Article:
Lecture highlights the genres of Shakespeare’s plays
Lucas Masin-Moyer | Monday, January 25, 2016
On Friday, as part of the “Folio Friday” lecture series, Peter Holland, the McNeel Family Chair in Shakespeare Studies, spoke on impact of genre classification in the First Folio. The First Folio, currently on display in the Hesburgh Library, is Shakespeare’s first published collection of plays.
Holland began his talk with a discussion of the history and the importance of the First Folio.
“The “First Folio” was brought together by fellow actors in the Kingsmen [Shakespeare Company], John Heminges and Henry Condell in 1623,” he said. “It was the first appearance of, among others, ‘Macbeth,’ ‘The Tempest,’ ‘Coriolanus’ and ‘Antony and Cleopatra,’ ‘Julius Caesar’ and ‘Twelfth Night.’ It is a strikingly complete work, there are no solo authored Shakespeare plays that survive that are not in the collection.”
After giving this brief background, Holland moved into his discussion of the organization of the First Folio.
“The editors of the Shakespeare collection … decided to go with organization by genre,” he said. “[They called it] Mr. William Shakespeare’s Comedies, Histories and Tragedies.”
These classifications though, according to Holland, prove too confusing to readers and scholars, “however Heminges and Condell thought they were arranging the plays, the words they used to define three genres … are equally confusing.”
Holland began his dissection of the genres by discussing Shakespeare’s histories.
“It is of course perfectly clear what [Heminges and Condell] took history to mean … history means English history,” he said. “[They are] a line of plays are arranged in strict chronological order in terms of monarchs from ‘King John’ to ‘King Henry VIII.’”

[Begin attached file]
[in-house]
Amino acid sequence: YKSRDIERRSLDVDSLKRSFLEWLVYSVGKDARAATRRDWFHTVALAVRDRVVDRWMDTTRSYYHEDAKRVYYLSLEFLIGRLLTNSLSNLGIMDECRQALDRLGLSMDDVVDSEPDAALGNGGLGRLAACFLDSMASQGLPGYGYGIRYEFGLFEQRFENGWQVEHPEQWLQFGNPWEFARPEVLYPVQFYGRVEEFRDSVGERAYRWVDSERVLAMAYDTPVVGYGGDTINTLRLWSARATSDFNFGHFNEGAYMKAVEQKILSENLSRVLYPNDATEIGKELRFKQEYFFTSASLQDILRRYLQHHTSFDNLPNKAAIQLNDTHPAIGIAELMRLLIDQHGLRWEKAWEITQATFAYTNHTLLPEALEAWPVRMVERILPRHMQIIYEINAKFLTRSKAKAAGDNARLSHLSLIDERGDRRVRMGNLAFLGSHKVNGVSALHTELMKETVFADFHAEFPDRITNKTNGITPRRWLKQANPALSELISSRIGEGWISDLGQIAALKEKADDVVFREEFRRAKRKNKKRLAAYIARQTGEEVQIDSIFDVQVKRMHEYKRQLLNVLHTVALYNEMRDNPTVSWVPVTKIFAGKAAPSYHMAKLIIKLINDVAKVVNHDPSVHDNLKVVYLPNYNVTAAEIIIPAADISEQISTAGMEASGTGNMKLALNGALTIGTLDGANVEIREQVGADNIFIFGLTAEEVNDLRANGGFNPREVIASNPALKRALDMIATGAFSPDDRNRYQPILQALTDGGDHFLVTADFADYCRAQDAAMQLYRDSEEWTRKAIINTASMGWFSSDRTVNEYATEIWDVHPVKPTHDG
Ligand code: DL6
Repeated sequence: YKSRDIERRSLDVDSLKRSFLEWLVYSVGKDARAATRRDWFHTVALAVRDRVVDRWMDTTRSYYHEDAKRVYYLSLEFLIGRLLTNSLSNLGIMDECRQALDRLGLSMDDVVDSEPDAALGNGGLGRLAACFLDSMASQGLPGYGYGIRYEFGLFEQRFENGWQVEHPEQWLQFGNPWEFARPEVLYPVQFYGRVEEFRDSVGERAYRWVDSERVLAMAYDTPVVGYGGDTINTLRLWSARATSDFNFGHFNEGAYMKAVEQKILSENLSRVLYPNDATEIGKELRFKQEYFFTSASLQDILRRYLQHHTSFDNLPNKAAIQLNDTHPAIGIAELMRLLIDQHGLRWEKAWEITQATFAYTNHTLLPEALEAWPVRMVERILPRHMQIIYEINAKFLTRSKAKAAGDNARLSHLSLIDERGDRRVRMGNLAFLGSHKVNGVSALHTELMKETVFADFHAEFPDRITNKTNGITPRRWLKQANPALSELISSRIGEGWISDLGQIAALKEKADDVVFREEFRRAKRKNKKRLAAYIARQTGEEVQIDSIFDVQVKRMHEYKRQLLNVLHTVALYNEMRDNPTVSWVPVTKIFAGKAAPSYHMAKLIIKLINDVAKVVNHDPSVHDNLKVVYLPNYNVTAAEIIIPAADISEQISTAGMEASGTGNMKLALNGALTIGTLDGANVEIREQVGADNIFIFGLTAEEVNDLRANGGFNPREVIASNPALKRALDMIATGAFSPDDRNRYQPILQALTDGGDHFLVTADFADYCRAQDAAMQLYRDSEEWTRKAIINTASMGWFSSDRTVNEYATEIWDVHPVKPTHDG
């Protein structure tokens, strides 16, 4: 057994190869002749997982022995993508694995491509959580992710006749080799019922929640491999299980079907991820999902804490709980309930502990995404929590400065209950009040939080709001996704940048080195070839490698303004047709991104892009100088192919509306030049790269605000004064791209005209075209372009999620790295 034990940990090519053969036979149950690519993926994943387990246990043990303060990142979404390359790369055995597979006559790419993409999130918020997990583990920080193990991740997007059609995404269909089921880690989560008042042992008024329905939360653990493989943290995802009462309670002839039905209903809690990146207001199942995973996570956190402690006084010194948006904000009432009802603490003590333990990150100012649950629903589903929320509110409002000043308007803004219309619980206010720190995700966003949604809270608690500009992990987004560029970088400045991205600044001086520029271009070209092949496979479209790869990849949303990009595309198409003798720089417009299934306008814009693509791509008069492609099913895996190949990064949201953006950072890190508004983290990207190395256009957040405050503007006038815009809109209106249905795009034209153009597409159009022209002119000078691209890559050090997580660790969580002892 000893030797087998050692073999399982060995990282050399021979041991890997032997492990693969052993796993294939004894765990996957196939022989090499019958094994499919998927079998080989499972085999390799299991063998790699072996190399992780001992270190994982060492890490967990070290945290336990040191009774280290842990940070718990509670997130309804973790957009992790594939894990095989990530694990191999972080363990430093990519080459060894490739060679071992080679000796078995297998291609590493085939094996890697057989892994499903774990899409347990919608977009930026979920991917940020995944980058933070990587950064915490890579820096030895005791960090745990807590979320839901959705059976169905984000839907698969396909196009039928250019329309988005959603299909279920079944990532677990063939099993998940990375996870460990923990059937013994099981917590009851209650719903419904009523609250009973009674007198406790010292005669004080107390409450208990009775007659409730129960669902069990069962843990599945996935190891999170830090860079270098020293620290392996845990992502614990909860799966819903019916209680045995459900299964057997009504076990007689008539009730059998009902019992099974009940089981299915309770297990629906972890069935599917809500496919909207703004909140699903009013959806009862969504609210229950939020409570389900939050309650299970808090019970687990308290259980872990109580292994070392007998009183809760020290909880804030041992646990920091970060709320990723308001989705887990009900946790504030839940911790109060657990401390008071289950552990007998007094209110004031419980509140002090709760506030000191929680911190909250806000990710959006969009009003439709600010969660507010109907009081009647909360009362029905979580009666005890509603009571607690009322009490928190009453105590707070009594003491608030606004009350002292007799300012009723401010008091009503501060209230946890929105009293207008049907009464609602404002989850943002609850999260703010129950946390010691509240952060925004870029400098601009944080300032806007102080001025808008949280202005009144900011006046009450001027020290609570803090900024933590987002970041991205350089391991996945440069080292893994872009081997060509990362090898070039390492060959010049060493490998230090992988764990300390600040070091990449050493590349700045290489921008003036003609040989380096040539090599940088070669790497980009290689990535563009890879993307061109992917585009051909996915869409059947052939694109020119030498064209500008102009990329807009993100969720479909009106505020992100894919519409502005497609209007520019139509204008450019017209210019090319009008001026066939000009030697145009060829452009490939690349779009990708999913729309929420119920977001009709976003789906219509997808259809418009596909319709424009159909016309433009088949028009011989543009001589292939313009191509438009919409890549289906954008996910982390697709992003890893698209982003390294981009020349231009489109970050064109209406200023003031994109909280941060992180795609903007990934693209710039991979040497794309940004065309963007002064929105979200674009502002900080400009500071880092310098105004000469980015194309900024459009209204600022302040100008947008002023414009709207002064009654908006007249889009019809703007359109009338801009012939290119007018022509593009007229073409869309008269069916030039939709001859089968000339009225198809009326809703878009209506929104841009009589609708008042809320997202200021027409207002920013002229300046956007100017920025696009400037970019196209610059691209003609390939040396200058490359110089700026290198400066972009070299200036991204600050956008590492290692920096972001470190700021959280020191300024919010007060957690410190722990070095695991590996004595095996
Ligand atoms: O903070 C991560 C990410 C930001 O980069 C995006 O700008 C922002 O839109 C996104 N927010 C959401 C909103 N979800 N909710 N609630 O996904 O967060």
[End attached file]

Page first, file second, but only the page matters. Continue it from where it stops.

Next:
This classification of histories though leaves out plays such as “Julius Caesar” and “Antony and Cleopatra,” which portray non-English history. Even plays which portray British nobility, but not English histories, such as “King Lear,” are classified as tragedies and not histories.
The classification of comedies in the First Folio, Holland said, may be confusing to contemporary readers, “I don’t think it would have sense to Shakespeare to be concerned with whether [his comedies] were very funny, ‘Hamlet’ is full of funny moments.”
The classification of comedies is based on the classic Roman definition which defines a comedy as a story which is “turbulent in the beginning and tranquil at the end,” as opposed to a tragedy, which follows the opposite path.
According to Holland, these classifications help to dictate how the works are approached.
“Our awareness of genre impacts how we read, watch [or] listen to a Shakespeare play.” he said. “It’s not just then a matter of putting plays into convenient groupings, instead it’s a matter of how the nature of the plays themselves as Shakespeare wrote them, are engaged all the time with an awareness of what kind of genre expectations they are grappling with from beginning to end.”
Holland ended his talk discussing the ultimate impact of grouping Shakespeare’s plays into specific genres.
“Thinking about genre doesn’t make anything simpler, only evermore complicated in the ways that any group would,” he said. “[As for] the playfulness of playing with genre, there is no end, but there is of this talk.”